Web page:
The formula of Amphlett and Denuault given for RG = 10.2/10. Constants for other selected RG are also available. Normalized approach curves IT vs. L have been calculated from each experiment approach curves iT(z) using IT = iT/iT,∞ and L = d/rT. The analytical approximation of Amphlett and Denuault was used for calculating a theoretical current IT for each experimental, normalized distance L [1] [2] [3] [4]

I T ( L ) = I T , i n s ( L ) + ( 1 I T , i n s ( L ) I T , c o n d ( L ) ) I S ( L ) (SI−1)

I T , c o n ( L ) = 0.78337 L + 0.331 exp ( 1.0672 L ) + 0.68 (SI−1a)

I T i n s = 1 0.40472 + 1.60185 L + 0.58819 exp ( 2.372294 L ) (SI−1b)

I S ( L ) = 0.78377 1 + 1 k L + 0.68 + 0.3315 exp ( 1.0672 L ) 1 + 11 / k L + 7.3 110 40 L (SI−1c)

Feedback Mode

For measurements in FB mode, we used electrolyte solution of reduced iodide (I) electrolyte as a mediator. At the UME, a potential ET is applied at which diffusion-controlled conversion of themediator occurs according to Equation (SI3) and thus a steady.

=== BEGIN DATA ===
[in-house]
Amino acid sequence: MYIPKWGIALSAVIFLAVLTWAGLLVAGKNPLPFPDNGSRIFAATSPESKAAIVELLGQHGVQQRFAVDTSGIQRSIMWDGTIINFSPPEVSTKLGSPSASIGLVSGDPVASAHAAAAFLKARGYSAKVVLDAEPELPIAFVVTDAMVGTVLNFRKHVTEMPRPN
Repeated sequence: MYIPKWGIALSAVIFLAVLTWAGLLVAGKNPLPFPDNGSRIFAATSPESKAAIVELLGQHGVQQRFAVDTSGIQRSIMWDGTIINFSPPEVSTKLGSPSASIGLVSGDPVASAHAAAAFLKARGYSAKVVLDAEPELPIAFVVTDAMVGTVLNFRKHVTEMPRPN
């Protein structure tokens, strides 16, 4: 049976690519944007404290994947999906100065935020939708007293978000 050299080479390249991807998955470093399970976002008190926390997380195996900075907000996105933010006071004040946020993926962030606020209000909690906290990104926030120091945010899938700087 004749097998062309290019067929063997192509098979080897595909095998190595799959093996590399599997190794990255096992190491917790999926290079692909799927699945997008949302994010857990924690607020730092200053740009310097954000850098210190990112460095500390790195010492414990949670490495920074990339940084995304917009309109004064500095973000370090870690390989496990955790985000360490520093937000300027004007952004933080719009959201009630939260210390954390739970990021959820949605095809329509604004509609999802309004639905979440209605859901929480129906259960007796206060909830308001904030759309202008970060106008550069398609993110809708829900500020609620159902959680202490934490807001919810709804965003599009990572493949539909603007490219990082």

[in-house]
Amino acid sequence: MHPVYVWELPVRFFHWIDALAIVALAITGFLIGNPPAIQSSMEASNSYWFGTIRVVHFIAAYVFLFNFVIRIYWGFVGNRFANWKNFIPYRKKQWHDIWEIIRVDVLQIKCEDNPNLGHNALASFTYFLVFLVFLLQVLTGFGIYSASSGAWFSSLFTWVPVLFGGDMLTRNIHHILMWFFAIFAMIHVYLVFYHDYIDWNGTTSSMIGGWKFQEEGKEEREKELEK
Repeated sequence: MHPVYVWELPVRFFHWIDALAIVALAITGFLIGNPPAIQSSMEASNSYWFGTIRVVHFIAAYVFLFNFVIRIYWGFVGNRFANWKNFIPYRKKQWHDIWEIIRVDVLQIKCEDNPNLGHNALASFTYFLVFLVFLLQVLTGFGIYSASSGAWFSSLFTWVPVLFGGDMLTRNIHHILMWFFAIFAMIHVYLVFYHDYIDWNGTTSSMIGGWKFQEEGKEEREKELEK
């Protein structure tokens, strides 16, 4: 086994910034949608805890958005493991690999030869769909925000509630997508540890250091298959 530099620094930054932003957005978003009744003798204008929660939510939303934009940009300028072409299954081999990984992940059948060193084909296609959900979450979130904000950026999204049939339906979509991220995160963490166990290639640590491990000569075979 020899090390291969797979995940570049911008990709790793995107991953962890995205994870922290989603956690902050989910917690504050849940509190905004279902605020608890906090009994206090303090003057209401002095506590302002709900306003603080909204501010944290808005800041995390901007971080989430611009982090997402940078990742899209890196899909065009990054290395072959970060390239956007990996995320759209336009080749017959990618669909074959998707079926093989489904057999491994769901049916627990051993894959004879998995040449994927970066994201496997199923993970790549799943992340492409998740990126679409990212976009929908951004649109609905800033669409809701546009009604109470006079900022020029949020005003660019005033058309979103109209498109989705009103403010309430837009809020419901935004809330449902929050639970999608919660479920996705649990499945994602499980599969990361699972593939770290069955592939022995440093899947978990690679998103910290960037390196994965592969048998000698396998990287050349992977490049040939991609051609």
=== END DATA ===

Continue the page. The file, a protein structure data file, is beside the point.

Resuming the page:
Diffusion-controlled reaction on the surface of sensitized nickel oxide as eq (SI4) respectively.

3 I 2 e I 3 (SI−3)

I 3 + 2 e 3 I (SI−4)

Diffusion-limited electrolysis of the I mediator at the Pt UME in the bulk solution according to reaction Equation 1(a) results in a steady-state limiting current IT,∞ at negative potentials which is given by Equation (SI5).

I T , = 4 n F D C r T (SI−5)

where n is number of electrons transferred in reaction Equations 1(a) and 1(b), D is diffusion coefficient, C is concentration of electrolyte and rT is UME radius

SI-2. Determining diffusion coefficient of I in different solvent